The duration of follow-up in the 15 survivors ranged from 4 to 125 months (median 84 months). One patient with stage II disease with favourable histology, who was in remission after 4.3 months, was lost to follow-up. Overall survival was measured from the date of the diagnosis to the date of treatment failure or the date of last follow-up. The Kaplan Meier analysis was performed for the overall survival rate for the entire cohort under study under each surgical stage. The overall survival rate in patients with limited and advanced disease is illustrated in Figure 1 and Figure 2. Patients who developed progressive disease or relapsed were offered palliative care. All relapses in patients, who had completed treatment and were in remission, occurred within 12 months. The long-term overall survival rate was 43% (n = 15).

FIGURE 1: Kaplan–Meier overall survival estimate.

FIGURE 2: Kaplan–Meier survival by surgical stage estimate.


Although this prospective study includes a relatively small number of patients, the 43% survival rate with a 96% long-term follow-up rate compares favourably with the 46% survival rate reported at Malawi.1 All patients who were admitted with the intent to treat, including stage V patients and the patient with renal carcinoma, were included in the survival analysis. The duration of post-operative chemotherapy for stages III and IV was shorter (73 days) than in Malawi (16 weeks).1 Patients in Kenya had a 41% survival rate, but received three drugs preoperatively (Actinomycin, Vincristine and Doxorubicin), and some stage III patients also received radiotherapy.2 The age and gender distribution was as expected in black African patients.4 The high incidence (63%) of advanced state of the disease (stages III, IV, V) is higher than that recorded in South African black patients and similar to the reported rate in sub-Saharan low-income countries. The overall long-term survival in black patients in South Africa, which is a middle-income country, was 65%, and this is similar to the rate in white patients and patients of mixed ethnicity.4

The results obtained in black patients and patients of other ethnic-groups were similar to the above when given the same treatment.5 The French African Paediatric Oncology group (FAPOG) reported a higher incidence greater than 70% in a two-year event free survival rate in patients from Francophone North African countries, but, patients with bilateral disease, patients who did not have a nephrectomy, patients who abandoned treatment and early deaths were excluded from their survival analyses. Fifty-seven per cent of the study patients were at stages I and II of the disease.6

The poor outcome in our stage III patients was partly because of potentially preventable deaths. There were no relapses beyond 12 months, and a two-year follow-up period therefore seems long enough to assess event free survival rate. This is supported by the other studies mentioned. Surgical expertise is an important factor. The main purpose of preoperative chemotherapy is to improve resectability and to reduce the risk of tumour spillage during surgery. No tumour spillage was recorded compared to 8% in patients in South Africa following primary surgery and 7% in patients after preoperative chemotherapy in the FAPOG series.7,8 The three surgical deaths could possibly have been prevented.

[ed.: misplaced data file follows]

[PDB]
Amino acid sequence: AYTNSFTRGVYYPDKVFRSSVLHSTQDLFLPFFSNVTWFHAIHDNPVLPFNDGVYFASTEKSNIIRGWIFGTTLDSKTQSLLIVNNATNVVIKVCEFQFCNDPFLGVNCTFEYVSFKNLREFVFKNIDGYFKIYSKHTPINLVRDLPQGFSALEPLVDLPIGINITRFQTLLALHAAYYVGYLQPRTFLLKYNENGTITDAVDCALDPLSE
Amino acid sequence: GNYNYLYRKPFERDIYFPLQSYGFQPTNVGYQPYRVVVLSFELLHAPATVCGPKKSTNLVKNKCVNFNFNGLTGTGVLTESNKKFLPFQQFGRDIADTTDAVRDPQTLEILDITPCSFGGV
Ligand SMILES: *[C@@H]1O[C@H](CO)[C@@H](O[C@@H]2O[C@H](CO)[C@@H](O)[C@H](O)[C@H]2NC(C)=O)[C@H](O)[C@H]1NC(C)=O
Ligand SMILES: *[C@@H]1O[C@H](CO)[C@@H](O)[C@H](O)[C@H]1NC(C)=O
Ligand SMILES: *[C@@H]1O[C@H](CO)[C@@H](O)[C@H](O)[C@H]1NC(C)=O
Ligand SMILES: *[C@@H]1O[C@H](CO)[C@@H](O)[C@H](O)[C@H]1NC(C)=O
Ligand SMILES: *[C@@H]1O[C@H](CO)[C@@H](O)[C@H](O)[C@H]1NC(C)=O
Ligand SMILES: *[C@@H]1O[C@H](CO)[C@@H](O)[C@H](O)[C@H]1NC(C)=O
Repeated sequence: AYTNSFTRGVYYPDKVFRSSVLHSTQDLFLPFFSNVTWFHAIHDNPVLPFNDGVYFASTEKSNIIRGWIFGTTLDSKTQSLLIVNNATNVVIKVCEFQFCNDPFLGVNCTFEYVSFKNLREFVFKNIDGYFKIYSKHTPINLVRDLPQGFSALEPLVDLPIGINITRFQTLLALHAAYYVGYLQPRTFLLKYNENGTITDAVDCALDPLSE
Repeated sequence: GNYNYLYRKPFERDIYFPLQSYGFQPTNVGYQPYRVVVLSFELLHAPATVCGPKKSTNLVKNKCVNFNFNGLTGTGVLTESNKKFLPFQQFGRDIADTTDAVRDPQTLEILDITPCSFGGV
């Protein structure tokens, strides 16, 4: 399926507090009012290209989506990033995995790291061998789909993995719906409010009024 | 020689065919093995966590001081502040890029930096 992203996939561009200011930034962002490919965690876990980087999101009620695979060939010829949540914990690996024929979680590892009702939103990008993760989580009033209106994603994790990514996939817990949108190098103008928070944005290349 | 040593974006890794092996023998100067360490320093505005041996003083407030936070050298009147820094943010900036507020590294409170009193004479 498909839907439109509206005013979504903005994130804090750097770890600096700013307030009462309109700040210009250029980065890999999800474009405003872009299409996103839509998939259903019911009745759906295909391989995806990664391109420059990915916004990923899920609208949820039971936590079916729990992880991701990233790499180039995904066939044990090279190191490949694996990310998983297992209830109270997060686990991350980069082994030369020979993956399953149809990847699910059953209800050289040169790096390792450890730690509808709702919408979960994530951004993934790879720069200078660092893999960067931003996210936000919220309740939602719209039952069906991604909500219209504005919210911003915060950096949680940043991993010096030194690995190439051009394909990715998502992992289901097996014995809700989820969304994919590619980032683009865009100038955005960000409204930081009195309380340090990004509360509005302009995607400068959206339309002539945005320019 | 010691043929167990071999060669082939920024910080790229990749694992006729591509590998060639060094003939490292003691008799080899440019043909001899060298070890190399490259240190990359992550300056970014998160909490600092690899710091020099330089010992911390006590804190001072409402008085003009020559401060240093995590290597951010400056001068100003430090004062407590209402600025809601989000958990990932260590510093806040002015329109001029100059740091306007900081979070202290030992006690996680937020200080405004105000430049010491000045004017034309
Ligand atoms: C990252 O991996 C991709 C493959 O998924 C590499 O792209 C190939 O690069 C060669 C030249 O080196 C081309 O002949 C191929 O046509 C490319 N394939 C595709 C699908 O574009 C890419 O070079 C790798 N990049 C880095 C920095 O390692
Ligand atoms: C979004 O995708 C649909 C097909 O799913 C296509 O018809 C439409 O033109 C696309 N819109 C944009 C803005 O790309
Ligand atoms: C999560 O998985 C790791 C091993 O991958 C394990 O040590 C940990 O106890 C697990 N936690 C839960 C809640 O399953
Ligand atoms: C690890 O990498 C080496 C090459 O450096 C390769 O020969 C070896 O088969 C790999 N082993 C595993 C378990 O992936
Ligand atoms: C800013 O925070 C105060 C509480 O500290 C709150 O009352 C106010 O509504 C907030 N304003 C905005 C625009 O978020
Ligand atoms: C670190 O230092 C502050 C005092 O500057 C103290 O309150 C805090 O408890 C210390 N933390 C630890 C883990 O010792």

The low rate of abandonment of treatment (three patients refused surgery and one patient lost to follow-up) could be ascribed to extensive family counselling, free treatment (except for the cost of surgery) and the provision of food and money for transport. The refusal of three guardians to allow a nephrectomy, despite repeated counselling, was because of cultural beliefs and ignorance about cancer. As only the patient’s weight on admission was routinely recorded, it was not possible to accurately report on the nutritional status.

Survival is related to the stage of the disease and its treatment. The indication of a very high rate of advanced stages in African patients in this and in other reports clearly underscores the urgent need to promote early diagnosis by advocacy to the population, and to train health workers to identify and to refer patients to a paediatric oncology service. Guidelines for the management of WT in low-income countries were published by SIOP PODC in 2012.9 MBH now has a resident paediatric surgeon and an intensive care unit. We are currently participating in the collaborative African WT Pilot study, which applies SIOP PODC recommendations.

Early findings indicate that the rate of patients who are surviving free of cancer after completion of treatment in this study improved from 52% to 68%, abandonment of treatment dropped from 23% to 13%, and that the death rate during treatment dropped from 21% to 13% when compared to historical controls in the participating centres.10


It is possible to achieve a good cure rate in patients with WT even with limited resources. The lower cure rate in children with WT in low-income African countries can be improved if collaborative efforts are made by treatment centres, local governments and international agencies. This should include the promotion of early diagnosis and the provision of adequate resources for the diagnosis and treatment of this highly curable childhood cancer.


Competing interests

The authors have declared that no competing interests exist.

Authors’ contributions

All authors contributed equally to this work.

Funding information

Funding was provided by the Norwegian Parent Association for the drugs required for the Children with Cancer. The Beryl Thyer Memorial Africa Trust provided funding for the hospitalisation and the Swiss Cancer League provided funding for long term follow up and statistical analysis.

Data availability statement

Data sharing is not applicable to this article as no new data were created or analysed in this study.


The views and opinions expressed in this article are those of the authors and do not necessarily reflect the official policy or position of any affiliated agency of the authors.